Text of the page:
Getting children to love reading has become a global challenge. And in one of the smallest communities in The Gambia, they have united to help children grow a love for reading, exposing them to the become great minds.
In Kafuta, village 37 miles southeast of the capital, Banjul, the community united and transformed an abandoned community center into library and resource center for children.
Saul Njie, a Ph.D. candidate at Virginia Tech and professor at Bluefield State College, donated more than 700 books to what is now the Kafuta Community Library.
“The donated books range from textbooks for undergrad, high school, middle school to primary school students,” said Badara Sowe, a native of the village.
“The pilot project is, in part, geared towards creating book clubs in communities to promote a culture of reading, writing and public speaking.”
The Kafuta chapter is already registering success. An after-school program has been launched and all students in the program got admission into high schools.
Students from rural Gambia have slim chances of passing middle school exams due to lack of access to resource materials and poor quality of education being delivered. But with the library and the after-school programs, access to resources have boosted student confidence and contributed to their success.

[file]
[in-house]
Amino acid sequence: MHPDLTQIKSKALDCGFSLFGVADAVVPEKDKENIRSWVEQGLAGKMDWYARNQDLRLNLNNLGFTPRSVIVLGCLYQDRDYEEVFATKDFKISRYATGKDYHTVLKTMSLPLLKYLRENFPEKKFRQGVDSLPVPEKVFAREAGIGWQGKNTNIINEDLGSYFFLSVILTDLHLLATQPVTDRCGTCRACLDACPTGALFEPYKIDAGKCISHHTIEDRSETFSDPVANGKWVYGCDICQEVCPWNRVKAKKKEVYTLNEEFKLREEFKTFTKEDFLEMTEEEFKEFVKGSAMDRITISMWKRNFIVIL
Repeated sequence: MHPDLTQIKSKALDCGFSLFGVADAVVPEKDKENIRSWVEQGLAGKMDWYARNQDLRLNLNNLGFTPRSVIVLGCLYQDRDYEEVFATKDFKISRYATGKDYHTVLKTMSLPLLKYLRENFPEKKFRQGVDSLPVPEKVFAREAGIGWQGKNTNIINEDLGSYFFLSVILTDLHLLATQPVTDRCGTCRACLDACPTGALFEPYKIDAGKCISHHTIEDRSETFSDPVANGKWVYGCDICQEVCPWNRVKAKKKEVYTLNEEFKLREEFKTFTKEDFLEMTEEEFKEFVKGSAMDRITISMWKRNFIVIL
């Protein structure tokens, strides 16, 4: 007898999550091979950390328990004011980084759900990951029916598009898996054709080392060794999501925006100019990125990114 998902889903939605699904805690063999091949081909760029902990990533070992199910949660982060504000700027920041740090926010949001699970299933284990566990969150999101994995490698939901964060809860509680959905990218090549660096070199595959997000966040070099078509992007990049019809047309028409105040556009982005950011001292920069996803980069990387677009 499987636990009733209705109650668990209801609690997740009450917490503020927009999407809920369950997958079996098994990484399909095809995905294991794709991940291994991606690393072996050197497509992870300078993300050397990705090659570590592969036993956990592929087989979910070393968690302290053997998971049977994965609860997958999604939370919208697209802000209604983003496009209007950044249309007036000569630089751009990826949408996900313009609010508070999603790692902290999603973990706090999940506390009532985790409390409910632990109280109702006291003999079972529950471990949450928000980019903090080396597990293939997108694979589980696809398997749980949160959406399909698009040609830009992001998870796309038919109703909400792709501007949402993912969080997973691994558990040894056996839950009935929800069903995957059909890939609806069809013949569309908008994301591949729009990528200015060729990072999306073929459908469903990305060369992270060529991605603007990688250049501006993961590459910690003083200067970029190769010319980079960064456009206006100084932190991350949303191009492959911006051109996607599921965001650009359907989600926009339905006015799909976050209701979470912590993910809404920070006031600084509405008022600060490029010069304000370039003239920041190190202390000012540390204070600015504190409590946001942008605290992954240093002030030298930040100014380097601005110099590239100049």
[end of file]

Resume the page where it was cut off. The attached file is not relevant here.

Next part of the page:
In 2018, the project will establish two more community libraries in Serekunda and Bakoteh. As part of activities of the initiative, the project will organize inter-school debate and quiz competitions – spanning different topics especially civic education to build an empowered citizenry.
The project solicits books from individuals and institutions which, in turn, would foster a habit of reading, writing, and public speaking from the formative years of the young people and beyond.